african boxthorn (Lycium ferocissimum)
Boxthorn, along with boneseed and cotoneaster, were commonly provided to early settlers as quick-growing plants. It was promoted as a hardy, fast-growing hedge plant, with its thorns making an effective boundary 'fence' between rural properties.
Boxthorn once grew prolifically along the High School foreshore, outcompeting coastal natives. Past students describe not being able to walk along the beach due to the plants long (up to 7cm) thorns! Since their removal, there can still be found the odd small boxthorn plant in this area, which needless to say, receives our prompt attention. Occasional plants continue to be found along the length of our foreshore and in our bushland.
Boxthorn does have habitat value. It provides a good nesting site for rabbits, small birds and penguins, as the long thorns keep dogs and cats away. If a large boxthorn plant(s) is providing habitat for native animals, an alternate habitat should be established where possible, before removing the boxthorn.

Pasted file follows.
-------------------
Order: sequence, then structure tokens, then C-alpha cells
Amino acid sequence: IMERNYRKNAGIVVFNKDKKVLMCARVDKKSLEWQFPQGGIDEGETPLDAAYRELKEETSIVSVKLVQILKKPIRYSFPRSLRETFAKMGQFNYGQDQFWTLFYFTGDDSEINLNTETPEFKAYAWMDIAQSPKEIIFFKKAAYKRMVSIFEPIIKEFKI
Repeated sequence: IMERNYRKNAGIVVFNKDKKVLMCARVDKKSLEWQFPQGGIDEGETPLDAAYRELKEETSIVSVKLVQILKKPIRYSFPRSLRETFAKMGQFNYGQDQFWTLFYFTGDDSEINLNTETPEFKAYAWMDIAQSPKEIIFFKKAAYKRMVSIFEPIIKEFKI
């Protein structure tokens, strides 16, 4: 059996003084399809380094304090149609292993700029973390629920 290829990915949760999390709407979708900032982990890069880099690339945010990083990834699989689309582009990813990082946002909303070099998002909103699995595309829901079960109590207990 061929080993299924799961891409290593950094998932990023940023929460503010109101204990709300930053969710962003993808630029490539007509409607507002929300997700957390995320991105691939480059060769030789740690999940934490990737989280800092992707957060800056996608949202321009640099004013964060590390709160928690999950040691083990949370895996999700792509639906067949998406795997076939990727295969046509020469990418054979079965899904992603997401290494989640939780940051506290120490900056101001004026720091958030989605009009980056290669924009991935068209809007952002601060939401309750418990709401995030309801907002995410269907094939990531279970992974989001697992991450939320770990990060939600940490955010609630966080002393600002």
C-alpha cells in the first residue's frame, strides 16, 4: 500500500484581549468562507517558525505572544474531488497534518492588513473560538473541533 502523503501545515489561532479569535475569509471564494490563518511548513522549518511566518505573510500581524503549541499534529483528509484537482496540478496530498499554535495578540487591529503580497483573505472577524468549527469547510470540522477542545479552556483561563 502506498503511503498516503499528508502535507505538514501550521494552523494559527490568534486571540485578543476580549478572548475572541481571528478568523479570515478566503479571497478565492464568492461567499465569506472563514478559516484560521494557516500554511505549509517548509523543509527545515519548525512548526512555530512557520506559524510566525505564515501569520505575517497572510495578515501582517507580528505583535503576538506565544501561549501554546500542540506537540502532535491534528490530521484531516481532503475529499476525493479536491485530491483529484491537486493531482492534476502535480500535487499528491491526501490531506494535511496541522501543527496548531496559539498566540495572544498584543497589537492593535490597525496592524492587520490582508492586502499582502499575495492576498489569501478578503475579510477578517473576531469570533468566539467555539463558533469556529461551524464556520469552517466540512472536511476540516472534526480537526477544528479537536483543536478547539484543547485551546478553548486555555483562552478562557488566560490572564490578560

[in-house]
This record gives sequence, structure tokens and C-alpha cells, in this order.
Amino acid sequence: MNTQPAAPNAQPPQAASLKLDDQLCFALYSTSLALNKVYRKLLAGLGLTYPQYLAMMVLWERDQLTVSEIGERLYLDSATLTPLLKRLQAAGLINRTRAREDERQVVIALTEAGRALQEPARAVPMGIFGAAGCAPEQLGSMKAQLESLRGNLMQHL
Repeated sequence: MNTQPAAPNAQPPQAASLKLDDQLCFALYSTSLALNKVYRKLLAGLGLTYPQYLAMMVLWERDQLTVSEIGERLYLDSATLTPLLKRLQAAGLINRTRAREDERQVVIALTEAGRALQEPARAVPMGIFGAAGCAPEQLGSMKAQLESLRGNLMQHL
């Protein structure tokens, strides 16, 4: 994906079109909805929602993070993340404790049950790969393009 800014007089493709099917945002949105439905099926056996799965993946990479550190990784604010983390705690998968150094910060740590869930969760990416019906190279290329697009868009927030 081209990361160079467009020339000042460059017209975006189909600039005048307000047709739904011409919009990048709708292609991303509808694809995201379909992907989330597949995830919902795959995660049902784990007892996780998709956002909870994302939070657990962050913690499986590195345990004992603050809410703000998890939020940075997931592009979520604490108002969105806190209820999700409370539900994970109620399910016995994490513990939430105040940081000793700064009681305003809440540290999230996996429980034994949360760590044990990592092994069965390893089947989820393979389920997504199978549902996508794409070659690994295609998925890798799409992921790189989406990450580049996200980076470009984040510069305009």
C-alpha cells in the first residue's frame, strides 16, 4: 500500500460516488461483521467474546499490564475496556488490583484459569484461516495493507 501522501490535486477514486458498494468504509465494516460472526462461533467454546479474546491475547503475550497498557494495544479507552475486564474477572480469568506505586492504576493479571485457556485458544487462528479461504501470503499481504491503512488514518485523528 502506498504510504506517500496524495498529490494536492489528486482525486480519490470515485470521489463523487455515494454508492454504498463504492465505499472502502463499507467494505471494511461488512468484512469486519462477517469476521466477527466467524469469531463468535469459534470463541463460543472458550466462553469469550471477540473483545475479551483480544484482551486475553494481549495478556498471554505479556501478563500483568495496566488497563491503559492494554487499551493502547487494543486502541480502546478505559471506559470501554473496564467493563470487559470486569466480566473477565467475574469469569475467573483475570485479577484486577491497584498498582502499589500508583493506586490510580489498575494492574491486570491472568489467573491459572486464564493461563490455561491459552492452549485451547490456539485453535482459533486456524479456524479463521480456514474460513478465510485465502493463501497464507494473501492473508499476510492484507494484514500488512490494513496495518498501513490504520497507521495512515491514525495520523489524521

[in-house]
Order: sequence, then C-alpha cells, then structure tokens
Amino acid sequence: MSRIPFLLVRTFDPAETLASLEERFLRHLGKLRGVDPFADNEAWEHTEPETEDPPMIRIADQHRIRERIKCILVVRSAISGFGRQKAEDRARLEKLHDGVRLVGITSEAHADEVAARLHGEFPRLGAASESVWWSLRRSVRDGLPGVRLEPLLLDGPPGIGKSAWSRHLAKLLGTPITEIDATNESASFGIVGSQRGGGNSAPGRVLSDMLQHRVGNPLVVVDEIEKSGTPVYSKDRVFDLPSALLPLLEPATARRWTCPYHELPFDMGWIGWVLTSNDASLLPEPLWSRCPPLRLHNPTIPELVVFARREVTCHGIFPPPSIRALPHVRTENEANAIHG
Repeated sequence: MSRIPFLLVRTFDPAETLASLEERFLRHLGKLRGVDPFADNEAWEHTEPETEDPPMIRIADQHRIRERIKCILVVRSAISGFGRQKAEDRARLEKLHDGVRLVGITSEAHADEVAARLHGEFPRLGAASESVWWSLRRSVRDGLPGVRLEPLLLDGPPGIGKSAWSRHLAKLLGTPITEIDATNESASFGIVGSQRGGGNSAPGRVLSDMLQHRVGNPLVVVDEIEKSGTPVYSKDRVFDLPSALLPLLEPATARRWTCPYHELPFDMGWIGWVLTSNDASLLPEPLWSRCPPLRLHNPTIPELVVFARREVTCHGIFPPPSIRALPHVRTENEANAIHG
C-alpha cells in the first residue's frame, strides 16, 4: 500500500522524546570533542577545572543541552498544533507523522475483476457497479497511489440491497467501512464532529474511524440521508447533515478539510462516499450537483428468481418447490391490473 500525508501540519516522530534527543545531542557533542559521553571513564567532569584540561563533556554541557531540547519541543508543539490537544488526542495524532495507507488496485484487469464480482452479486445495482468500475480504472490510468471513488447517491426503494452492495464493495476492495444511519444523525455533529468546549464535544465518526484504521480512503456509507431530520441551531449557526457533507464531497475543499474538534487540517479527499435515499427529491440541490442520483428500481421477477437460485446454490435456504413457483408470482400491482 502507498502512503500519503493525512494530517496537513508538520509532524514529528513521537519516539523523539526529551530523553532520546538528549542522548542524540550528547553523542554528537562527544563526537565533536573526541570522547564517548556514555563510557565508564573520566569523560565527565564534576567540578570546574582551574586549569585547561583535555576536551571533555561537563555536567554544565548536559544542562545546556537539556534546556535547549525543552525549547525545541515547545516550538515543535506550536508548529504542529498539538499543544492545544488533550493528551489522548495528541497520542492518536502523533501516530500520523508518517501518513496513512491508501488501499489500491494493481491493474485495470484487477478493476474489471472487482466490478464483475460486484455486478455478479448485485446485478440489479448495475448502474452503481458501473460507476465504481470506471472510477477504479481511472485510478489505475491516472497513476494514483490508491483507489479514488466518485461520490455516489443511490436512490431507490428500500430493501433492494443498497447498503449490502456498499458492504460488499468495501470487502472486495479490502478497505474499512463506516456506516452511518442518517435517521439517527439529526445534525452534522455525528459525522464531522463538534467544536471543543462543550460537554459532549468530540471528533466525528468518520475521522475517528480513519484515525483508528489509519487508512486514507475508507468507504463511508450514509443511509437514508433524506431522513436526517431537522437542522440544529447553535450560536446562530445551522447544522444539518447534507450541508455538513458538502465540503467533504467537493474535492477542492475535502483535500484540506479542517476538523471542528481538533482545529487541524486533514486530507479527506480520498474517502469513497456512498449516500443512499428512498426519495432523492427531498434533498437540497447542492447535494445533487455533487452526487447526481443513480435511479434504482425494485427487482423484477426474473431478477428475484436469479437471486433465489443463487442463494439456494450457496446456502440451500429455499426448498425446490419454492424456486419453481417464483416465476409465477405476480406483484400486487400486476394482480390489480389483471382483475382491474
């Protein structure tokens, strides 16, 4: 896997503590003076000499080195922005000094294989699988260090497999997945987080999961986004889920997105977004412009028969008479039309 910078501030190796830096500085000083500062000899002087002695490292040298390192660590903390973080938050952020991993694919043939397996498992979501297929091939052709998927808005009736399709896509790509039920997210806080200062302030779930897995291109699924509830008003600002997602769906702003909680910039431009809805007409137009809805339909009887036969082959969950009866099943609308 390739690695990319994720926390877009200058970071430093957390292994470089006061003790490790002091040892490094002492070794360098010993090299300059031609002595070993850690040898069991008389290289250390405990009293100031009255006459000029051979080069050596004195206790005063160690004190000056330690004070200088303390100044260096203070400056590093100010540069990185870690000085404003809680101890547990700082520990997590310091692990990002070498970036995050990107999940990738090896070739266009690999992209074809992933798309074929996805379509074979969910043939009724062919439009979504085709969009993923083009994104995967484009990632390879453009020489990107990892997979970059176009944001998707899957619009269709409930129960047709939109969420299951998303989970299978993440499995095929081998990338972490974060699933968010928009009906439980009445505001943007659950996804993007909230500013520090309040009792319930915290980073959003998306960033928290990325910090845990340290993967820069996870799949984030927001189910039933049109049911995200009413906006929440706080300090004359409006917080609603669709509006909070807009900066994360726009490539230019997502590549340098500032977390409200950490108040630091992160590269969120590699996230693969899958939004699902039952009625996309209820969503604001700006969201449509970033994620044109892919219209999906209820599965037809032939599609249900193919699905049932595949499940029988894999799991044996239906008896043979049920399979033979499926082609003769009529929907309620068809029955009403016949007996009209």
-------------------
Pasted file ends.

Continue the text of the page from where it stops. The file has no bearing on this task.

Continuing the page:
Dispersal: Seeds are efficiently spread by birds, which love to snack on them.
Control: Boxthorn is one of the most painful of Taroona's Top 10 weeds to deal with. Its thorns penetrate even the toughest gardening gloves and clothing. Seedlings can be hand-pulled, while large plants must be cut and pasted. They often re-shoot, so frequent, persistent follow-up is required. Bag and remove all plant material.
Safe Alternative: For an alternate, prickly option to provide habitat for penguins and small birds along the foreshore, we use prickly box (Bursaria spinosa). Its spines aren't nearly as long! - and it's a local native.